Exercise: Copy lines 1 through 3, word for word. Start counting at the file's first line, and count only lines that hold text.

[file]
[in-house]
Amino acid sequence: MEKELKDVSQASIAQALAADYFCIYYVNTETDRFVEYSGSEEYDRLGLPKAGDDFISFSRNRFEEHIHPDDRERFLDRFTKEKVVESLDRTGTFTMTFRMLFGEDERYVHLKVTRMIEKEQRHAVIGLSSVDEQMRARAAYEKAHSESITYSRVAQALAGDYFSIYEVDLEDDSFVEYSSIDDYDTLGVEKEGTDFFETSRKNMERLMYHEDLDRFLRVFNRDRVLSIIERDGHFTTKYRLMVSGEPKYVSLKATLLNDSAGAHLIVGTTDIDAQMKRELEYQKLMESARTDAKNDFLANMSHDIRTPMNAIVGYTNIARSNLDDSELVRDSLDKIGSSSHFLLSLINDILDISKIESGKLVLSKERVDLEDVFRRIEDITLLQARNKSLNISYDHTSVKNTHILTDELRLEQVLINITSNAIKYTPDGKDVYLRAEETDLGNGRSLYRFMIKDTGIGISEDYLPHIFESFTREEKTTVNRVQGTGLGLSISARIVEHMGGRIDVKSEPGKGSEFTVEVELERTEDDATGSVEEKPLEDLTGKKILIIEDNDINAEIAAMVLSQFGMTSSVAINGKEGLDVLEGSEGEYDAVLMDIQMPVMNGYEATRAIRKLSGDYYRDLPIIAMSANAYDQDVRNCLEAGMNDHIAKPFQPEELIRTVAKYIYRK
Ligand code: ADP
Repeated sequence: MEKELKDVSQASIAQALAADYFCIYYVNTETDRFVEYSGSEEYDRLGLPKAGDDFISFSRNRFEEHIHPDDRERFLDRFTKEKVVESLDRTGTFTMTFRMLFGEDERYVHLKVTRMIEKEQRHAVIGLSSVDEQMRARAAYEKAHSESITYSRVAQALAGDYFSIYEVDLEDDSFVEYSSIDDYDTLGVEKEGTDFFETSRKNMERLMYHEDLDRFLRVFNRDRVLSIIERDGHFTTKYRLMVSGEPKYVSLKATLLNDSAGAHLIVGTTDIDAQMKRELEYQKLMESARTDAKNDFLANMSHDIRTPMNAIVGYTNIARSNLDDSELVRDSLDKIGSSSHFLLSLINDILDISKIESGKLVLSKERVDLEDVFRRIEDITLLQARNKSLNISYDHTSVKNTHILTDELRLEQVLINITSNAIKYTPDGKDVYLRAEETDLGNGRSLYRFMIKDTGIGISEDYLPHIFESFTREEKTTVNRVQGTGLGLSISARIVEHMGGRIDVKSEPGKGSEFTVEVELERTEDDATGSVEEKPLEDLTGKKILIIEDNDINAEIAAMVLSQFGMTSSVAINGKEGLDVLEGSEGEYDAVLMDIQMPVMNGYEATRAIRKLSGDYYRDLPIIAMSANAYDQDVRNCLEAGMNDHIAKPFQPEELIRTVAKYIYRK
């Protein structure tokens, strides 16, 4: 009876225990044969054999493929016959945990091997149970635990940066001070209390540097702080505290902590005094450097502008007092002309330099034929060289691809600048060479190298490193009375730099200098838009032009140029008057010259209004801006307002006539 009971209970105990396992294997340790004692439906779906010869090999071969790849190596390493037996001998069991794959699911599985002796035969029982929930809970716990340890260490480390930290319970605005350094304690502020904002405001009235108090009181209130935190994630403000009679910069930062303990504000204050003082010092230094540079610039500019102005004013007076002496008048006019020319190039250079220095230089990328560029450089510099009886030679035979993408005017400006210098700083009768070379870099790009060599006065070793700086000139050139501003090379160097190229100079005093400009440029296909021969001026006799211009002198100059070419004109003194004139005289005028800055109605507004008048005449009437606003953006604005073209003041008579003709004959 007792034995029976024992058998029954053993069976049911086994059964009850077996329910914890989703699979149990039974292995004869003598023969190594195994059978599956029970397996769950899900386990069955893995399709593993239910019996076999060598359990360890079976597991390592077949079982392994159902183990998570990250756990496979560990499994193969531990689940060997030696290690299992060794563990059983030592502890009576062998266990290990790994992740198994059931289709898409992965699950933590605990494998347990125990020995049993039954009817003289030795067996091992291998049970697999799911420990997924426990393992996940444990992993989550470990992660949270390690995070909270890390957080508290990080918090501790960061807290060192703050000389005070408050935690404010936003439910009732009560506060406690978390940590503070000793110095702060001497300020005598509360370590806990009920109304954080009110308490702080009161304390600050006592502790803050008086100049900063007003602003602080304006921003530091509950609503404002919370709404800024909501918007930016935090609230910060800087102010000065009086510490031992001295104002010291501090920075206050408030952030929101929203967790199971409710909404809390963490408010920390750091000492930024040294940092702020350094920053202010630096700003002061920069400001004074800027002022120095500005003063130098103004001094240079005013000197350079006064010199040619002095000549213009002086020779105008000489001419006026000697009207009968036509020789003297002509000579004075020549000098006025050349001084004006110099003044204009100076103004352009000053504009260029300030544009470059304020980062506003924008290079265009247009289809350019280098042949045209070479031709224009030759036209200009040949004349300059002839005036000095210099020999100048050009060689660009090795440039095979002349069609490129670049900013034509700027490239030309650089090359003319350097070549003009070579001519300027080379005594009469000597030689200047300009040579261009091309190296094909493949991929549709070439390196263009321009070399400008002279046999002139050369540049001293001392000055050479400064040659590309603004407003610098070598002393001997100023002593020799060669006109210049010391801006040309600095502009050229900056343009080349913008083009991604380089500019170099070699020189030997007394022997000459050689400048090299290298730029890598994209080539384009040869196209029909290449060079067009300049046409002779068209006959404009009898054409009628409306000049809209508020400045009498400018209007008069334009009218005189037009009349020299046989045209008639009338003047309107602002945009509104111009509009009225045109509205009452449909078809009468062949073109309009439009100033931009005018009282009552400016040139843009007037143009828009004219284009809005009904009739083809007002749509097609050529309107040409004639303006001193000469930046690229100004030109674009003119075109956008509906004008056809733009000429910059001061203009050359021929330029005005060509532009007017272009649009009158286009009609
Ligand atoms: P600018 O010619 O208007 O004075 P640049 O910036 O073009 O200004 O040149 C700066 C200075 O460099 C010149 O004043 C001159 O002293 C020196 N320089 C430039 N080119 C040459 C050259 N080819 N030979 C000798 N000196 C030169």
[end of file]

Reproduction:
[in-house]
Amino acid sequence: MEKELKDVSQASIAQALAADYFCIYYVNTETDRFVEYSGSEEYDRLGLPKAGDDFISFSRNRFEEHIHPDDRERFLDRFTKEKVVESLDRTGTFTMTFRMLFGEDERYVHLKVTRMIEKEQRHAVIGLSSVDEQMRARAAYEKAHSESITYSRVAQALAGDYFSIYEVDLEDDSFVEYSSIDDYDTLGVEKEGTDFFETSRKNMERLMYHEDLDRFLRVFNRDRVLSIIERDGHFTTKYRLMVSGEPKYVSLKATLLNDSAGAHLIVGTTDIDAQMKRELEYQKLMESARTDAKNDFLANMSHDIRTPMNAIVGYTNIARSNLDDSELVRDSLDKIGSSSHFLLSLINDILDISKIESGKLVLSKERVDLEDVFRRIEDITLLQARNKSLNISYDHTSVKNTHILTDELRLEQVLINITSNAIKYTPDGKDVYLRAEETDLGNGRSLYRFMIKDTGIGISEDYLPHIFESFTREEKTTVNRVQGTGLGLSISARIVEHMGGRIDVKSEPGKGSEFTVEVELERTEDDATGSVEEKPLEDLTGKKILIIEDNDINAEIAAMVLSQFGMTSSVAINGKEGLDVLEGSEGEYDAVLMDIQMPVMNGYEATRAIRKLSGDYYRDLPIIAMSANAYDQDVRNCLEAGMNDHIAKPFQPEELIRTVAKYIYRK
Ligand code: ADP